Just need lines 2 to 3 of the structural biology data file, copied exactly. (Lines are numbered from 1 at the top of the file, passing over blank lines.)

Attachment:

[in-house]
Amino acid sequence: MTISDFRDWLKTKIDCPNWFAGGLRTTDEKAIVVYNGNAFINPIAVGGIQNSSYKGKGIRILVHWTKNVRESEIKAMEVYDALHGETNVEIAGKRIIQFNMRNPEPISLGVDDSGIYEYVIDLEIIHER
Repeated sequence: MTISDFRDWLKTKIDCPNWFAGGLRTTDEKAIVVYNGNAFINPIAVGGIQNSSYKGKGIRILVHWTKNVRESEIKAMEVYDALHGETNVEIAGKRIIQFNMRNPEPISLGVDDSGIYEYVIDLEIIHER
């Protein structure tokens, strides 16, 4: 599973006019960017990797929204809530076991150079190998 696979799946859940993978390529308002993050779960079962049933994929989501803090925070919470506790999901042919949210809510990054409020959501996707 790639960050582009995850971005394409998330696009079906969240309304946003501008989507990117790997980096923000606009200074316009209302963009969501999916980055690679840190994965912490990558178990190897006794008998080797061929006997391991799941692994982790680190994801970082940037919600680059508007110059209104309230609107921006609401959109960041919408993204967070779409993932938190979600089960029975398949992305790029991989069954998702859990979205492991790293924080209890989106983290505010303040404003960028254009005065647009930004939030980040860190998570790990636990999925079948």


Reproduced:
Amino acid sequence: MTISDFRDWLKTKIDCPNWFAGGLRTTDEKAIVVYNGNAFINPIAVGGIQNSSYKGKGIRILVHWTKNVRESEIKAMEVYDALHGETNVEIAGKRIIQFNMRNPEPISLGVDDSGIYEYVIDLEIIHER
Repeated sequence: MTISDFRDWLKTKIDCPNWFAGGLRTTDEKAIVVYNGNAFINPIAVGGIQNSSYKGKGIRILVHWTKNVRESEIKAMEVYDALHGETNVEIAGKRIIQFNMRNPEPISLGVDDSGIYEYVIDLEIIHER